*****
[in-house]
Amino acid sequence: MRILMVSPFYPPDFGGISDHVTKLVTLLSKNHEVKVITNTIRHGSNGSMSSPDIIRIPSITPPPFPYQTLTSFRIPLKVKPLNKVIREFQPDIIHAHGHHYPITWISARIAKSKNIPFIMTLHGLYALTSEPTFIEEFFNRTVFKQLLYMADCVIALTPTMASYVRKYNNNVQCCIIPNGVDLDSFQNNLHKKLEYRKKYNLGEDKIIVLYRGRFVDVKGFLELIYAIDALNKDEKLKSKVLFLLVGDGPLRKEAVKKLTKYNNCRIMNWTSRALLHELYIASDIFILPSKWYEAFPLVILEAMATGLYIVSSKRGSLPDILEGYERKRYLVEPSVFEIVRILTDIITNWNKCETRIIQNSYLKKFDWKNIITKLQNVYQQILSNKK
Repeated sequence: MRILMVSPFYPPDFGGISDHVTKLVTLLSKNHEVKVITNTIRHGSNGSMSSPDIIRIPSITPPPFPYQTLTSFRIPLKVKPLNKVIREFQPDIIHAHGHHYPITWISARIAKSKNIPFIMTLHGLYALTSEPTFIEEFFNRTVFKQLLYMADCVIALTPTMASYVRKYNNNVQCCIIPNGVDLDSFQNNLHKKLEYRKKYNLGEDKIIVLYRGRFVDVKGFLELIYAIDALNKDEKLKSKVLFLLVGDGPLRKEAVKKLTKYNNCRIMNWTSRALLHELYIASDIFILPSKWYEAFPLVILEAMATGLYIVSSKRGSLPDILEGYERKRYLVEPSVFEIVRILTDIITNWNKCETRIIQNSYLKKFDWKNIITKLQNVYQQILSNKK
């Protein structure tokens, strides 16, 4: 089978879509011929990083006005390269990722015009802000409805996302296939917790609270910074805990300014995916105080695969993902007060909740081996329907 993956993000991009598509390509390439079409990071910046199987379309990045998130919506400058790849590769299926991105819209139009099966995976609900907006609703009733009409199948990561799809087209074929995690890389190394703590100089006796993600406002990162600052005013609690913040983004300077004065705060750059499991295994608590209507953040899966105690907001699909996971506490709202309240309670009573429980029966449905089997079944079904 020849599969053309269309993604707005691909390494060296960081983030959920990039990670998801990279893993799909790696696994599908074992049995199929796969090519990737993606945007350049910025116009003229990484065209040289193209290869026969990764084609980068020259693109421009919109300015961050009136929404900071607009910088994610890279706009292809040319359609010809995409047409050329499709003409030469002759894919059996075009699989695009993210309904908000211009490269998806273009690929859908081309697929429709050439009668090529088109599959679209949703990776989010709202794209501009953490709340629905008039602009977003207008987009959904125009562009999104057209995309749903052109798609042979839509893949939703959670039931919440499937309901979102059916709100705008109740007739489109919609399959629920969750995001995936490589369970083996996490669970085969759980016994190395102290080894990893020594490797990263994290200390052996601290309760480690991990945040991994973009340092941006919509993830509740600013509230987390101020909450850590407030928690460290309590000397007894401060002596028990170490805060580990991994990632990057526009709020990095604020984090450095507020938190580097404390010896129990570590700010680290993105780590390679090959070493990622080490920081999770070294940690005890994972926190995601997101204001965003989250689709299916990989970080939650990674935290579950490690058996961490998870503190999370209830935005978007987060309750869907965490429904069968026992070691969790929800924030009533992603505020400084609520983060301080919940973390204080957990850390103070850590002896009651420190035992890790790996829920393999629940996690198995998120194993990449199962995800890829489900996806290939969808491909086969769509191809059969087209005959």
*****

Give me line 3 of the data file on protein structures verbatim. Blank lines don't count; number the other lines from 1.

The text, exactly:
Repeated sequence: MRILMVSPFYPPDFGGISDHVTKLVTLLSKNHEVKVITNTIRHGSNGSMSSPDIIRIPSITPPPFPYQTLTSFRIPLKVKPLNKVIREFQPDIIHAHGHHYPITWISARIAKSKNIPFIMTLHGLYALTSEPTFIEEFFNRTVFKQLLYMADCVIALTPTMASYVRKYNNNVQCCIIPNGVDLDSFQNNLHKKLEYRKKYNLGEDKIIVLYRGRFVDVKGFLELIYAIDALNKDEKLKSKVLFLLVGDGPLRKEAVKKLTKYNNCRIMNWTSRALLHELYIASDIFILPSKWYEAFPLVILEAMATGLYIVSSKRGSLPDILEGYERKRYLVEPSVFEIVRILTDIITNWNKCETRIIQNSYLKKFDWKNIITKLQNVYQQILSNKK